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    Thursday, June 20, 2013

    Three Sisters With Werewolf Syndrome Fear They'll Never Get Married

    Brave (from left to right): The lives of Savita, Monish and Savitri Sangli have been blighted by one of the rarest conditions in the world - werewolf syndrome

    It is one of the rarest conditions in the world, affecting just one in a billion people.
    However, in an incredible quirk of fate, three sisters have all been blighted by a condition known as werewolf syndrome - where they are covered from head to foot in thick hair.
    Savita, 23, Monisha, 18, and 16-year-old Savitri Sangli, who live in a small village near Pune, central India, inherited the hypertrichosis universalis disorder from their father.

    All three struggle to keep the condition under control with cream and hope they one day might eventually be able to pay for specialist laser treatment to rid them of their excessive hair.
    Despite the devastating effects of the syndrome, the siblings still dream of a day when they might get married.
    Hypertrichosis universalis is a genetic mutation, in which cells that normally switch off hair growth in unusual areas, like the eyelids and forehead, are left switched on.
    It means the girls have had abnormal hair growth on their bodies and even their faces, affecting their eyebrows, nose and giving them appearance of having a beard.

    They must use a special cream every day - otherwise the hair will quickly return. The youngest sister Savitri is still virtually covered in hair.
    The girl's mother Anita Sambhaji Raut has six daughters in total with only three having werewolf syndrome.
    The condition was passed down by the girls' father, who Anita was forced to marry aged at the age of 12.
    Because theirs was an arranged marriage and she did not lay eyes on him until the wedding day, she had no idea he was suffering from the condition himself.
    Anita and her daughters are now desperate to fund laser surgery that will help to finally remove the curse of excess hair and allow the girls to lead normal lives.

    In their small village near Pune, central India, the Sangli have little prospects for marriage and the eldest Savita sometimes gets sent home from work when her hair begins to show.
    Laser surgery would cost 350,000 Indian rupees - or £4,500 per girl - but the family are not wealthy enough to be able to afford it.
    Hopes: The girls dream of marriage and a day when they might be hair-free
    Now documentary filmmaker Sneh Gupta is planning make a film of the girls in a bid to help their dream of becoming almost hair free - with the eventual aim of finding marriage.
    Mum Anita, 40, said her husband - who died in 2007 and whose portrait hangs in the family home - also suffered from werewolf syndrome.
    Anita was being looked after by her uncle and auntie as her parents had passed away and they told her if she didn't marry this man they would kill her off.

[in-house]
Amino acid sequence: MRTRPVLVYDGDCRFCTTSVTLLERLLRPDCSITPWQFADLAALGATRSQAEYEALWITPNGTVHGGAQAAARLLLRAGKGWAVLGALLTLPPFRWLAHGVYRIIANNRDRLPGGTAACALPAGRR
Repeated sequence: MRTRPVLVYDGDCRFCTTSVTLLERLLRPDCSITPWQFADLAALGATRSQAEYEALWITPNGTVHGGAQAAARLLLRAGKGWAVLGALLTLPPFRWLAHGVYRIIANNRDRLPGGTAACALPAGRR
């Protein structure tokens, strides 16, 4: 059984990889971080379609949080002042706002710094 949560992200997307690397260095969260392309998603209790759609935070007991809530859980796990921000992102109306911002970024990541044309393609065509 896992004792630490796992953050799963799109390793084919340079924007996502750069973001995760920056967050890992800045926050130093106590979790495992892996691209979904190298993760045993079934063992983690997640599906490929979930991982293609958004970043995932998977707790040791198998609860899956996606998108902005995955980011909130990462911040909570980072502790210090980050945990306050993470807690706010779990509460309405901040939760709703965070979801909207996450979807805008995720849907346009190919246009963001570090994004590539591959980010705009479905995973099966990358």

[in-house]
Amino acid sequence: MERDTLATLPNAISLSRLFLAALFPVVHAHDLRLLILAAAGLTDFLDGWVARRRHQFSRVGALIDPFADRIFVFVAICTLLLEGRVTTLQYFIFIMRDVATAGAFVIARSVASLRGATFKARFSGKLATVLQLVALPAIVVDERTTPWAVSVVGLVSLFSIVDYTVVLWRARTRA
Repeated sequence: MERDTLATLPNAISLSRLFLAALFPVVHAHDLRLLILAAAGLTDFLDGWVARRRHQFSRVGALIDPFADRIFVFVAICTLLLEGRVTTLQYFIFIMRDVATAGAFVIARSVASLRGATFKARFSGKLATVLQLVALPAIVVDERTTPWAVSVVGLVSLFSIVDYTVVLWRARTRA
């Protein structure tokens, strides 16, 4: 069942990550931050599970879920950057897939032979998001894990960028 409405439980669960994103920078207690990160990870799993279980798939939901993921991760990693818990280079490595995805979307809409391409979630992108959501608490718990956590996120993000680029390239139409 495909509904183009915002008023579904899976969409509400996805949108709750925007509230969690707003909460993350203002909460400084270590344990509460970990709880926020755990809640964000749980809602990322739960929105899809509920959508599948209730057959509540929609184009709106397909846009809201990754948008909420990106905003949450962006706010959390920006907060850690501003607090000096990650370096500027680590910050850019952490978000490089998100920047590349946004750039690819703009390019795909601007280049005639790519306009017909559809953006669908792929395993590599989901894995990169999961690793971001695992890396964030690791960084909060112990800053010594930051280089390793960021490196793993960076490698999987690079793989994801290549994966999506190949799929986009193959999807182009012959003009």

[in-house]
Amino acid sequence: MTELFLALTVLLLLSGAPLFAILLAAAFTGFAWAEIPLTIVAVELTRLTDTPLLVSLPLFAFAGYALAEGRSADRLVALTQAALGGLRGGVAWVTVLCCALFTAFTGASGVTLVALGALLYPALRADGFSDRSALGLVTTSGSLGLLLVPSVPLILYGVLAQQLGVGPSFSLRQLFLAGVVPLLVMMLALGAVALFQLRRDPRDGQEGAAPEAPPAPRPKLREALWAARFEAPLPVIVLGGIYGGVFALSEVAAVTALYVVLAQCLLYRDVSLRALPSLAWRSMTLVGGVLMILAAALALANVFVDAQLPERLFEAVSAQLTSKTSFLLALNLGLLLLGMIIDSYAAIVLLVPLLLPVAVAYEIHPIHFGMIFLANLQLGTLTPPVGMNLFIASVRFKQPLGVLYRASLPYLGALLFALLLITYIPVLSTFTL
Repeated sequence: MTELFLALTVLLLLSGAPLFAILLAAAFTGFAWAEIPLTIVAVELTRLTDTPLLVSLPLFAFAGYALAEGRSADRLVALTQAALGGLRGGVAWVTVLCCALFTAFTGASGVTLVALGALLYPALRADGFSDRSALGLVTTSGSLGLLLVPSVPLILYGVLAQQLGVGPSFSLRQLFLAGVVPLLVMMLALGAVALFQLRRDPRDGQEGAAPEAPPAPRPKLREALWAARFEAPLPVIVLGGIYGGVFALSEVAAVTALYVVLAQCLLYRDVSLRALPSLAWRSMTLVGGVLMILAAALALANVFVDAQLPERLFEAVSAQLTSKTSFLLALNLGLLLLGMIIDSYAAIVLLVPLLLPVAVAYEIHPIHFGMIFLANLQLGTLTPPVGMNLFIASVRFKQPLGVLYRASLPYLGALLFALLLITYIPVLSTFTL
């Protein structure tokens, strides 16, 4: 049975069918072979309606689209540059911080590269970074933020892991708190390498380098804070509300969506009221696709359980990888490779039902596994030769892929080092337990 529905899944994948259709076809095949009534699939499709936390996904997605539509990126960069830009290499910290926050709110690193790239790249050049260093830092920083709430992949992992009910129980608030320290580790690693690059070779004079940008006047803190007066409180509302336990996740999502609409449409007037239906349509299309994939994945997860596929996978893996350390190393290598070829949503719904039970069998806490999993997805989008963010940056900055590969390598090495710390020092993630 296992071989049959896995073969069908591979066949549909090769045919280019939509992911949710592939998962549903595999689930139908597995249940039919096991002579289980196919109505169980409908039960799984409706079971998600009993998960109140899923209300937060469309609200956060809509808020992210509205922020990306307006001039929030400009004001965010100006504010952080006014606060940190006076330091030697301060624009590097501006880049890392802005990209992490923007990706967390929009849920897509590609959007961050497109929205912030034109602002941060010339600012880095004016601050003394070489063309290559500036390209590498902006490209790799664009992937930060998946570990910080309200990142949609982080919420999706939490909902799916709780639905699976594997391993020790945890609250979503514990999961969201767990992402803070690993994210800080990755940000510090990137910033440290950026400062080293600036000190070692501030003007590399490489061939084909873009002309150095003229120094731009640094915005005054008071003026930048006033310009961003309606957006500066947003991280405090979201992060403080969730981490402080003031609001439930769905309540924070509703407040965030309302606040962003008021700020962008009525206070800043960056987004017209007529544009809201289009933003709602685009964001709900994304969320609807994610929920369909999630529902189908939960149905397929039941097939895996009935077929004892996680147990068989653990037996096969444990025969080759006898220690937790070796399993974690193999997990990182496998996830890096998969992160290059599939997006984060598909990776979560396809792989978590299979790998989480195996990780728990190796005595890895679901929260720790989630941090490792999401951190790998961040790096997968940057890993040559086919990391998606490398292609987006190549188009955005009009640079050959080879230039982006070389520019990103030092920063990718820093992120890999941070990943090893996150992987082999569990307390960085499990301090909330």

She said: 'It was only on the day of my marriage that I discovered what he was, (he) was hairy on his face, ears and body, that's when I found out.
    'I was very young, I didn't know what kind of boy he was, he scared the hell out of me when he arrived at the altar. He's the groom, I am the bride, I had no idea what all that meant.
    'I was only 12 when they forced me into marriage, and if you don't agree to marriage as a girl they will kill you off.
    Genetic: The girls stand in front of a picture of their father with their mother (front middle) and two of their other sisters who are unaffected by the disorder

    'I asked my mother-in-law why my daughters were born like this and she told me because their father is like this, at the time (as a baby) my daughter had little hairs all over her face.
    'When I used to take her (Savita) out as a child, they used to shout here comes the beast, the witch, that's what they said.

    'They keep her at work now for 10 to 15 days, and then after that they ask her to leave as soon as the hair starts showing through, that's what they do.
    'I tell people this is the type of girl she is, hair grows on her face, she has to apply medicine, we must be honest with everybody.'
    In the village society a woman does not have much prospects if she is not married and mum Anita explained she was still trying to get her daughters a man.
    She said: 'If a good proposal comes in, I'll get her married. If nothing comes in she'll have to work and survive. As long as I am living I have to keep trying.'
    Eldest daughter Savita, who now using a cream to try and combat her hair growth, said: 'When I used to go to school the boys and the girls would shout, 'hairy face', 'horrible looking', 'don't sit next to her', that's how they behaved.
    'Marriage is not an option for us, it's not likely to happen, who is going to marry us when hair keeps growing on our faces.'
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